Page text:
The Jalopy Journal
Discussion in 'The Hokey Ass Message Board' started by willys36, Feb 23, 2017.
This came in an ad in an ASME tech update email I get every morning. Why didn't I think of this?!
Ok, but how easy will it be to get that pin out when whatever it is needs to be serviced? Seems like one of those manufacturing shortcuts for something never intended to be worked on.
"Speeds assembly times."
Every single one of those fluid quick connect fittings was designed so a monkey could put them together quickly on an assembly line without leaks or crossed threads and thus eliminating warranty work. Getting them apart is a bitch, corrosion requires replacing expensive parts, and special formed ends for lines are expensive. Your options are replace quick connect fittings with expensive like kind or replace the quick connect with conventional that's impossible to find or custom made and then redesign the system.
Great for my tractor!
Does that have a release on the end?
I assume the little tit is spring loaded. You push down on it & hold it down while you pull the pin out by the head.
Might be OK in some places but I could probably buy a lifetime supply of cotter pins to convert my stuff. It's always good to see new stuff though.
It looks pretty slick to me (as long as the release mechanism is lubed)
That little push release would get all gunked up and seize, then good luck getting it out
A plain old cotter pin that's been there a long time can be difficult enough.
A new fangled mouse trap is not always better than the old standby.
Im with blue one on the thing getting gunked up. I have a convertaball on my pickup you push a pin out to convert from a 1 7/8" ball to a 2". Mine was so gunked up I destroyed a ball getting it off even with antisieze on it.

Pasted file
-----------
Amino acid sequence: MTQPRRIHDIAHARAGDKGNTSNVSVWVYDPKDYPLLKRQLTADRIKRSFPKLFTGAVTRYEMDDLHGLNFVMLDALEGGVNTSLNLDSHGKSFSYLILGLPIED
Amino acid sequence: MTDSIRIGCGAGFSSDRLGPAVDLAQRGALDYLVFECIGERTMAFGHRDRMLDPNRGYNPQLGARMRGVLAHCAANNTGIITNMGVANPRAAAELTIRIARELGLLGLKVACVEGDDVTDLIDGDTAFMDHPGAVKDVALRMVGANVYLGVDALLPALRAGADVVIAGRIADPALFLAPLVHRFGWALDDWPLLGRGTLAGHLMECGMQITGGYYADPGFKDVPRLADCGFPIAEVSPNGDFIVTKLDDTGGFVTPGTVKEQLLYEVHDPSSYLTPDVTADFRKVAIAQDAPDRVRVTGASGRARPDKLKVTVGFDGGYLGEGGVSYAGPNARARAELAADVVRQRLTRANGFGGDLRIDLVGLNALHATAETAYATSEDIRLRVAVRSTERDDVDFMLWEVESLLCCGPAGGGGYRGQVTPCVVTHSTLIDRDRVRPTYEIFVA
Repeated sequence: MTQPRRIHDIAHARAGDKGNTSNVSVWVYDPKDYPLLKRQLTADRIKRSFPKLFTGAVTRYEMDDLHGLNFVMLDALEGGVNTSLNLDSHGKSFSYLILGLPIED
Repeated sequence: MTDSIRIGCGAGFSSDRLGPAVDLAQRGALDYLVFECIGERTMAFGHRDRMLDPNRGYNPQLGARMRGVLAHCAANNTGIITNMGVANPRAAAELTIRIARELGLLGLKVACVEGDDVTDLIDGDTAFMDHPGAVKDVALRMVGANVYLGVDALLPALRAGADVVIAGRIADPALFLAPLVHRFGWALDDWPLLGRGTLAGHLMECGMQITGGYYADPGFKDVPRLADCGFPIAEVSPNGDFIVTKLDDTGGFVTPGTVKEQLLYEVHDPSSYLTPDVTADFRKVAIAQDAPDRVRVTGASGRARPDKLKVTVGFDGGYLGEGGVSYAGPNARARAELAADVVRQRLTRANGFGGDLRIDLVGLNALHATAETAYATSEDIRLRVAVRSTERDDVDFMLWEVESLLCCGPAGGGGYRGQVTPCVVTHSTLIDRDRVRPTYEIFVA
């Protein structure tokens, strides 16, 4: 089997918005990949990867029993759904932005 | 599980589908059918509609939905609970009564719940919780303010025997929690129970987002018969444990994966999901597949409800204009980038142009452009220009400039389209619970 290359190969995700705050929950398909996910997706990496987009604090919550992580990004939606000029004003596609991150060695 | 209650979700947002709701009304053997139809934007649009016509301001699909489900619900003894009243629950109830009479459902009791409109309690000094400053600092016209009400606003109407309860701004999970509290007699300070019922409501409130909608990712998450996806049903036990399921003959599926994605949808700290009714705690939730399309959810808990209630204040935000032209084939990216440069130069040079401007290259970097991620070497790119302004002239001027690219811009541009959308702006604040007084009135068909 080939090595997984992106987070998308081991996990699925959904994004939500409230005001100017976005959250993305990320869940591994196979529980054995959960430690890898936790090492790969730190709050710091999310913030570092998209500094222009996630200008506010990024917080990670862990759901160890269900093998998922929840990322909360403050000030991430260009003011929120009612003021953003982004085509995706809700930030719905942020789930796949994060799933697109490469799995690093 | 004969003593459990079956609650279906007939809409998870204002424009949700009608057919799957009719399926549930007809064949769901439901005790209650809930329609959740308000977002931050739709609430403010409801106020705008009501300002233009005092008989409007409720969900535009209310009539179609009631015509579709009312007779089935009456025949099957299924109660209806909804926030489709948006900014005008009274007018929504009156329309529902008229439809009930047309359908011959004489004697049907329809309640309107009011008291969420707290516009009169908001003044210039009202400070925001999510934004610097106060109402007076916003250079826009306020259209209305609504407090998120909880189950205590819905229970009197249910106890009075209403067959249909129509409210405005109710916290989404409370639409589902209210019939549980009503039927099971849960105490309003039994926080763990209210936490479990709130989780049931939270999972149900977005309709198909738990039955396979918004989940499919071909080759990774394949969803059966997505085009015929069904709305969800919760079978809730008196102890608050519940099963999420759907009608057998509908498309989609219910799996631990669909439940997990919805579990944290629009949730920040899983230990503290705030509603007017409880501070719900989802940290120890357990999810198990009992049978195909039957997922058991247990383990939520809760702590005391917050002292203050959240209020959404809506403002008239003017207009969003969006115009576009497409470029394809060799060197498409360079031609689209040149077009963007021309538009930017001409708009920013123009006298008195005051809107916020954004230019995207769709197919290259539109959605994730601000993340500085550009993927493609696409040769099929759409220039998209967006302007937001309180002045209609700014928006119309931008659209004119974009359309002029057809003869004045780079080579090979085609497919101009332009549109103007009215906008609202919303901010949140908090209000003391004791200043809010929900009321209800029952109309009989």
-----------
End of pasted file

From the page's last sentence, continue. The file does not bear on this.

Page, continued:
Can't make an intelligent comment until I can see the "business" end - that which allows removal....
Lets see, possible applications: receiver hitch pin, ramp lock pins and tilt lock pins plus one season of salted roads would be a good test; bet they wouldn't be up for the second season.
It does look to be a little more positive than the push button pit pins that just have the one or two leeetle balls.
It just doesn't have any real "soul" like a good "traditional" cotter pin..............................................
Unless it rusts in place or the spring fills with dirt and can't be compressed. The spring could rust and lose it's tension so the pin falls out.
I think this is a new solution to a non-existent problem.
The one shown at the beginning is meant to be used on permanent installations. This one with a rounded tip is for removable use.
Just think of all the time I used to waste pulling those highly complicated cotter pins.
Not even close. This is infinitely superior!!
A lot like the push button, T handle ones used on my wheelie bars, that are 25 years old.
Kinda slick. Oh, to remove a few of them just use a telescoping tube (with a 'Tee handle') and slip it over the latch. Now pull the pin.
IF you really have to use these things... Dzus fasteners are cooler...mmmmm.....
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